One dollar, seventy-five cents, and a rock-solid education. That’s what lifted my father out of poverty when he arrived here in the United States. As we move forward throughout the legislative session, I hope the General Assembly can come together to ensure every Virginian has the opportunity to achieve their American Dream. And that starts with access to a rock-solid education.
Students stuck in schools, because of their zip code, deserve a lifeline – not an outdated, one-size-fits-all approach that will hold them back even farther. That’s why I am sponsoring legislation to create new opportunities for financially disadvantaged students. SB533/HB1164, Education Excellence for All, which will allow parents of low-income, at-risk children to use the state, not federal or local, portion of education funding for qualified educational expenses, like tuition, textbooks, additional tutoring, achievement tests, etc.
By leaving the federal and local funding with public schools, this bill would allow parents to select an education program that best fits the needs or goals of their child – as it should be. We must have programs that allow disadvantaged students to thrive academically regardless of their zip code. We cannot continue to expect every school to adapt to the unique needs of a student.
Unfortunately, it seems that some folks have made education policy in Virginia a partisan issue, rather than prioritizing students’ success. Just last month, a split-party legislature in Pennsylvania passed legislation signed by a Democrat governor, to expand educational opportunities for all students. Virginia will fall behind if we fail to offer lifelines to low-income students who are not being served by their schools.
This past week, SB533 the Education Excellence for All, did not move forward in the Senate on a party-line vote. I hope that in the House this legislation will find bipartisan support and that we will come together to lift our students up.
There are no “do-overs” when it comes to our children’s education. Many are already falling behind , and political partisanship should not be one of the reasons why. We must empower all of Virginia’s students to succeed in the future and ensure our teachers have the tools necessary to do their jobs. Policies that in the past were well-intentioned have since contributed to learning losses. While we work to correct them, we must also think outside the box when it comes to education policy in the future. One thing is for certain: we cannot keep doing the same thing and expect a different result.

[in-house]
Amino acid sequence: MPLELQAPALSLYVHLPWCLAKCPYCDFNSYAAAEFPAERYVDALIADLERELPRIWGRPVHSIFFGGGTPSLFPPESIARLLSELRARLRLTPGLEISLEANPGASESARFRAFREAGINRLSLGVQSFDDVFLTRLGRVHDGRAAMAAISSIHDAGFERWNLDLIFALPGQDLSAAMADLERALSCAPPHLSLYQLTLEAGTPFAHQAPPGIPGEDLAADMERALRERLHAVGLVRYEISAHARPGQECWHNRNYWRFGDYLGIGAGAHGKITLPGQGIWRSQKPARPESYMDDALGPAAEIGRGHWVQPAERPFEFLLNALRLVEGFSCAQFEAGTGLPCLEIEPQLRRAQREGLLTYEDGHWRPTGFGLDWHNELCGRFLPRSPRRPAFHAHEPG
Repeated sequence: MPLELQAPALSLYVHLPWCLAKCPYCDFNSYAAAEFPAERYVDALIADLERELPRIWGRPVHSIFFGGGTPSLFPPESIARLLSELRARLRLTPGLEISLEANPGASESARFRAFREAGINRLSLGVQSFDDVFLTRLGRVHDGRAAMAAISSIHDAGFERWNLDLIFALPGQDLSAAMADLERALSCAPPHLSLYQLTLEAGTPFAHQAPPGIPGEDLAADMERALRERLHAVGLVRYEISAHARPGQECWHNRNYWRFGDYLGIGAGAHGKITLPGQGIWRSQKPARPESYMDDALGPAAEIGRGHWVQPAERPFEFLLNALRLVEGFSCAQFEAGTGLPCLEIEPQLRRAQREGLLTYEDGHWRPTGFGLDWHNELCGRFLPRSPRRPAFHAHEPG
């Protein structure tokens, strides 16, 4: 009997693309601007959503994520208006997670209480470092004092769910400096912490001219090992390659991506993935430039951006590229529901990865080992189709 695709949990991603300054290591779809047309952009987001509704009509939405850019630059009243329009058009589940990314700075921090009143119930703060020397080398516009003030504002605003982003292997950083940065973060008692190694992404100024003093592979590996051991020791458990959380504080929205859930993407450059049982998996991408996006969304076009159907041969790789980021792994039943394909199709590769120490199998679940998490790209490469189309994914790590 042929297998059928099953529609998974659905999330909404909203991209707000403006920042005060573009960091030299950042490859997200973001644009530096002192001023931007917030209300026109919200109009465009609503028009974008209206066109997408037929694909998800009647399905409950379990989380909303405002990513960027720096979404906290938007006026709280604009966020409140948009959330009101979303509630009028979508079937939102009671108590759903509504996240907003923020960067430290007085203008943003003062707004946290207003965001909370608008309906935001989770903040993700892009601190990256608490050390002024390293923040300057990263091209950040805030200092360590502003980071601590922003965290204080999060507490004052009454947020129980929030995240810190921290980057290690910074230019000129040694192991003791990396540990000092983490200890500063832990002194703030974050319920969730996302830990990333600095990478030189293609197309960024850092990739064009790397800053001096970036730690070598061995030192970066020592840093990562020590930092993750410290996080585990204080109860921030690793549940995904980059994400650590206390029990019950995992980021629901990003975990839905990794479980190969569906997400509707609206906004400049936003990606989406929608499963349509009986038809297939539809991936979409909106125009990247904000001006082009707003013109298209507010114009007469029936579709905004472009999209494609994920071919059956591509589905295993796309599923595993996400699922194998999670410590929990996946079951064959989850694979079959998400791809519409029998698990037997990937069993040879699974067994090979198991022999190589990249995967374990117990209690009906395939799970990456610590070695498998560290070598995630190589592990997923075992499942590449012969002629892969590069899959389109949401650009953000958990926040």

Virginia has already made progress in recovering from pandemic learning losses. Thanks to our Governor’s leadership and at his direction, all of Virginia’s 131 school divisions have created plans to address learning losses through high-intensity tutoring, literacy education, and measures to promote school attendance. We pledged to empower our students and we are taking real action to deliver.
Policies that empower schools to create student-centered learning models, streamline dual enrollment processes, and ensure students have open enrollment in their school district are desperately needed and long overdue. Despite what partisan politicians may want you to believe, we can continue to improve and support our public schools and teachers while also funding innovative programs with proven results. Just like we have with lab schools, charter schools, education savings accounts, and individualized education models. We must also revisit how we fund education in Virginia, so that we are student-focused.
Where programs like this have been implemented, there has been learning loss recovery, greater student and parental satisfaction, higher rates of civic engagement and community volunteerism, a decrease in crime rates, an improvement in public schools including rural areas, greater diversity, and a net savings for taxpayers.
Systematic change is necessary to build vibrant, healthy, and educated communities. We must engage parents in the conversation so that teachers, administrators, and staff, and parents are all part of the solution.
I have seen firsthand how education lifts a family out of poverty: it happened in mine. During my work with the homeless, I have seen how education can change the trajectory of the lives of those whose families have lived in public housing for generations. While leading a men’s prison ministry, I have seen how lives can be transformed by education and skills training while someone is incarcerated. Education can transform a life. Education provides a hope and a future. This has been and will remain my primary focus as Lieutenant Governor. I just want to leave Virginia better than I found her.
Lieutenant Governor Winsome Earle-Sears serves as the 42nd Lieutenant Governor of the Commonwealth of Virginia. She is proud to have served in the United States Marine Corps. She has served as the Vice President of the Virginia State Board of Education and in the Virginia House of Delegates. She is the first female Lieutenant Governor of the Commonwealth of Virginia, the first Black female elected statewide, and the first naturalized female elected to statewide office.